About the Techno-mathematical Literacies in the Workplace Project
In this project, leading researchers from the London Knowledge Lab worked with key industry sectors (manufacturing and financial services) to investigate the combinations of vital mathematical and technological skills that people need in modern-day workplaces. Long-established preconceptions about mathematics are deeply ingrained, both in the world of work and of education. For example, in the past, who needed to know what was fairly straightforward, but these days it’s not so clear. Therefore the skills gap of techno-mathematical literacies (TmL) needs to be systematically addressed by employers—working with educators— in innovative and engaging ways. This requires a commitment of both time and resources on the part of employers, not only to come to terms with the burgeoning need for this new kind of mathematical understanding, but also to develop new approaches for teaching, training, and learning that makes TmL more accessible and open to exploration and development.
Working with luxury car manufacturers
For the purposes of this case study we are focusing on one particular aspect of the project: research conducted with two luxury car manufacturers. The need: employees had limited understanding of control and specification limits, variation and “capability measures” — all crucial concepts, as they are used to monitor performance and productivity. The solution: the research team subsequently worked with trainers in the companies to co-design interactive software tools and learning activities in which employees could visualise the concepts behind statistical process control (SPC), concepts many employees had previously found quite challenging and abstract.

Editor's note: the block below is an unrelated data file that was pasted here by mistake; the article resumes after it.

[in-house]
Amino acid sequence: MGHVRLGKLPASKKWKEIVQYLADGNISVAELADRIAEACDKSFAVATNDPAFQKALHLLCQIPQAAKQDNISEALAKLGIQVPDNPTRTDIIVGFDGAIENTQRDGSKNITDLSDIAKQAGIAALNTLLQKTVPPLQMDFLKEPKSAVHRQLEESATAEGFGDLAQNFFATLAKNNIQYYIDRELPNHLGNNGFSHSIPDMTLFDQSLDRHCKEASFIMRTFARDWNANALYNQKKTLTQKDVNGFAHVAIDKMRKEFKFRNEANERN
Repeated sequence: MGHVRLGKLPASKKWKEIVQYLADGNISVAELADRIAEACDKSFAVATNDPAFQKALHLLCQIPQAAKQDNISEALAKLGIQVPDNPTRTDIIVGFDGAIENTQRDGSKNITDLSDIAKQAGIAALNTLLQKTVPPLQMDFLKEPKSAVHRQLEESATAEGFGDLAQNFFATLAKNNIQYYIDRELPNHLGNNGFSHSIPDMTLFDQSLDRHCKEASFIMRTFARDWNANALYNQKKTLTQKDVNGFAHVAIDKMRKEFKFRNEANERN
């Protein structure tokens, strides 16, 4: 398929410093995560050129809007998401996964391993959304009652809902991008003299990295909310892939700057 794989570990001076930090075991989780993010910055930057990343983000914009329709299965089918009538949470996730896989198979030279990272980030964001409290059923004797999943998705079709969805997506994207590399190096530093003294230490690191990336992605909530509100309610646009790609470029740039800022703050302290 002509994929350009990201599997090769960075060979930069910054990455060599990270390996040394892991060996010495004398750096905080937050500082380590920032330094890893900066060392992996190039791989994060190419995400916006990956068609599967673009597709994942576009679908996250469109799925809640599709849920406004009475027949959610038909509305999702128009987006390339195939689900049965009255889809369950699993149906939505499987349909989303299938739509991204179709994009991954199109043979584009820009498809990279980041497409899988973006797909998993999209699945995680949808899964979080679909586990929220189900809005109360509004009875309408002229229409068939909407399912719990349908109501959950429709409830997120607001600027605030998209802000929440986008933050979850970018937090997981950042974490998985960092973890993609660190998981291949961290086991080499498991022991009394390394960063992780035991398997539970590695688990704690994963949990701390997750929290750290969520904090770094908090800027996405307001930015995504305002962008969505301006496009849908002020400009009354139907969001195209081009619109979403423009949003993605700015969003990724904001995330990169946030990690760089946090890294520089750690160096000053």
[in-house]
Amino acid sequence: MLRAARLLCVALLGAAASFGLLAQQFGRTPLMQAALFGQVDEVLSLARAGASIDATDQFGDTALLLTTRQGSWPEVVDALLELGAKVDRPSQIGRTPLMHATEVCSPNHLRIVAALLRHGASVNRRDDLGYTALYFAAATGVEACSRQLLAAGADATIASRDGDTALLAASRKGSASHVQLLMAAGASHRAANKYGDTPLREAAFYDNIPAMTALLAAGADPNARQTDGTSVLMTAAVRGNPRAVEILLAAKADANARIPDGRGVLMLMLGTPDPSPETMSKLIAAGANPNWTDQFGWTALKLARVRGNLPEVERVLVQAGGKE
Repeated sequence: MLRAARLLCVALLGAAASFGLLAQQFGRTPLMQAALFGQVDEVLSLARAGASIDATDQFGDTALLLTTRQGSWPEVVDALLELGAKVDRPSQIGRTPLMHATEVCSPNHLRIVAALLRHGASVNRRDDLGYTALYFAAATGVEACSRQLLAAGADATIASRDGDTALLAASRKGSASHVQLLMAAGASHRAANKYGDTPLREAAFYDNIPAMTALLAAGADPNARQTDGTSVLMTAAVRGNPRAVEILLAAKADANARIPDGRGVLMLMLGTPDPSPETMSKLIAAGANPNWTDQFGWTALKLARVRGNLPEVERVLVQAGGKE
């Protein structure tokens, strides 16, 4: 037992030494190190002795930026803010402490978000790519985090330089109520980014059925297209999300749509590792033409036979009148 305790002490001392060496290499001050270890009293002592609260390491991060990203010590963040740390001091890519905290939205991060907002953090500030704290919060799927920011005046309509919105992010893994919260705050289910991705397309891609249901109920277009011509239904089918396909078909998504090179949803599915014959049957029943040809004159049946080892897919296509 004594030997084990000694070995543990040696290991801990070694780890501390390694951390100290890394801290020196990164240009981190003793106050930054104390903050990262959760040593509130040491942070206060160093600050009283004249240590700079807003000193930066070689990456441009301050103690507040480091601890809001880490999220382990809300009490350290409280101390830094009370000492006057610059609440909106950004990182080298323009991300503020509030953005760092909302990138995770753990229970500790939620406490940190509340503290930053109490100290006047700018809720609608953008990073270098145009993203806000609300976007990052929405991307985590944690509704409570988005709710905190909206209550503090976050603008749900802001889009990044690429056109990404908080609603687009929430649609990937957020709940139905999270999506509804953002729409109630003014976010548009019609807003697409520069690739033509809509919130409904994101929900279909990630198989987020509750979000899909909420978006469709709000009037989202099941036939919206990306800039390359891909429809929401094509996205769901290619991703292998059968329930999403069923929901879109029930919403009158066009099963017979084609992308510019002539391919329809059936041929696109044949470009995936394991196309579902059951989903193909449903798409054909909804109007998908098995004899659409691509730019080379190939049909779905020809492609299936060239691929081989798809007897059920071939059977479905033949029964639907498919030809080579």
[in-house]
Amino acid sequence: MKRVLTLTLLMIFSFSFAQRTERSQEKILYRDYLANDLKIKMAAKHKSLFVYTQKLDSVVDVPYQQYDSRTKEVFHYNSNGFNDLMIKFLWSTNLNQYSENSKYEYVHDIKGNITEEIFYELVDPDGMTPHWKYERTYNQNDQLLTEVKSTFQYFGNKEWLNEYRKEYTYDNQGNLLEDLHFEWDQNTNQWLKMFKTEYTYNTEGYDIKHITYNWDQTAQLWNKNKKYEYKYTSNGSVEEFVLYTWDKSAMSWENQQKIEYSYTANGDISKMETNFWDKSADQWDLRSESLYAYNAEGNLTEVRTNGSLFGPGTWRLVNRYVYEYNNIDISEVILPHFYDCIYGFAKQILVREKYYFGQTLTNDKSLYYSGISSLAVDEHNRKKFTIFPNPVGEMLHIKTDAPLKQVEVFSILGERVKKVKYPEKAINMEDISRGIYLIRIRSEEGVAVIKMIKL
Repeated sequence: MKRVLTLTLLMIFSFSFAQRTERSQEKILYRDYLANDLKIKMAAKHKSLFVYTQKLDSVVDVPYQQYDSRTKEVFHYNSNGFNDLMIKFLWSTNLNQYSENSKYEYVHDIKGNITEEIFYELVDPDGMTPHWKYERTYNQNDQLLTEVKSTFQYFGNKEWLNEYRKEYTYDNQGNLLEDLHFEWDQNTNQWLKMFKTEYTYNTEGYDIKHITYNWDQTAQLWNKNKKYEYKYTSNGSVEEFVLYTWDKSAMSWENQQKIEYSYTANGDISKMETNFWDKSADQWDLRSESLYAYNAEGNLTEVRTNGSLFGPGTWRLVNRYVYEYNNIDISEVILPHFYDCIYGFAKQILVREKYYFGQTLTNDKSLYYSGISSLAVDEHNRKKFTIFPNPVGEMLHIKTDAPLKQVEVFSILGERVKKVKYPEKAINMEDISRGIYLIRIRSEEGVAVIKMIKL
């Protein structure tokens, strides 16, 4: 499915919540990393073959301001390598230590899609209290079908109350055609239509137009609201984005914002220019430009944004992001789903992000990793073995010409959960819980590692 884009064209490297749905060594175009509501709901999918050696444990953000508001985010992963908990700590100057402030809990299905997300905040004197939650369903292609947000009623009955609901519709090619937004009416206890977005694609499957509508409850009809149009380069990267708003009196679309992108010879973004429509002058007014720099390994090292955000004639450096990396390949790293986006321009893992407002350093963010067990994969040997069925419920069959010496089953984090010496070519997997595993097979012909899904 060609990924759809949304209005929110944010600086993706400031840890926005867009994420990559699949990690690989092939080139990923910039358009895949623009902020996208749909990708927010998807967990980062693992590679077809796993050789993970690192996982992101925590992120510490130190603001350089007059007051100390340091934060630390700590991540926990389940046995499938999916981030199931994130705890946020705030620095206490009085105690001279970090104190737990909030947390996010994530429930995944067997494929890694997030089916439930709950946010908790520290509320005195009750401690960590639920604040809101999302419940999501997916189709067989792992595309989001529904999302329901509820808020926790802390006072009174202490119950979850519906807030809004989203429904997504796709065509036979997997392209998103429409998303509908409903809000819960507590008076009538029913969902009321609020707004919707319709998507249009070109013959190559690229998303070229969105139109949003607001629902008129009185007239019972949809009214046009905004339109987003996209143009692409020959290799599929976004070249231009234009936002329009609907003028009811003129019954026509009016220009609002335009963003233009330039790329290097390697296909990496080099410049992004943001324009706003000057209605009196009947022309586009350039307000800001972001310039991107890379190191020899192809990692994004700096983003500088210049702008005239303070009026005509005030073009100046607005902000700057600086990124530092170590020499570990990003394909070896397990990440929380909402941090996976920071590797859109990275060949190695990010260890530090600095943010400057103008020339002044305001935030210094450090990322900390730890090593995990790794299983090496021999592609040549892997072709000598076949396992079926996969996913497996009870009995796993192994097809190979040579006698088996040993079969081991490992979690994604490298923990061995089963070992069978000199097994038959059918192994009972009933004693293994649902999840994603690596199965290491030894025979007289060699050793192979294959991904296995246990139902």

The software tools addressed the specific needs and objectives of employee training and development in these companies. Traditional training approaches attempted to put across difficult concepts using complex algebraic formulas that appeared opaque to many employees. The interactive software tool co-designed for this project provided a visual model, allowing employees themselves to explore the mathematical-statistical relationships connecting the problematic concepts. The team also designed a process simulation tool that related these concepts to their practical application in automotive manufacturing.
The impact for the car manufacturers
Trainees went on to make use of the tools in their everyday work, and the SPC trainers and engineering specialists felt that the tools provided an innovative approach that is quite promising. In the final months of the project, the tools have been taken up widely in the automotive sector, and are being used across Europe, and in the U.S.
Issues the TmL project addresses
There has been a radical shift in the mathematical skills required in modern workplaces, which has yet to be fully recognised by the formal education system, as well as by employers. With the ubiquity of technology, employees are now required to master functional mathematical knowledge that is mediated by the IT systems that govern their work and grounded in the context of specific work situations. Employees often lack these critical techno-mathematical skills, and companies are constantly struggling to improve them—straightforward training of mathematical skills does not suffice.
What sets this project apart
The attempt by the researchers to intervene to improve learning came after two years of careful study. What further sets this project apart is the approach to collaborative co-design, testing and revision, a design-based research approach. The methodology of collaborative design between researchers and employer-partners has received little or no attention in research focusing on work-placed learning, yet our experience here clearly demonstrates the considerable potential of this methodology, bringing together a range of expertise essential to address this new gap in skills. What started out initially as researcher-led project, through the process of co-design, is now a tool that is being further-developed by the employers themselves.
Professor Celia Hoyles
Professor Richard Noss
Dr. Phillip Kent
Dr. Arthur Bakker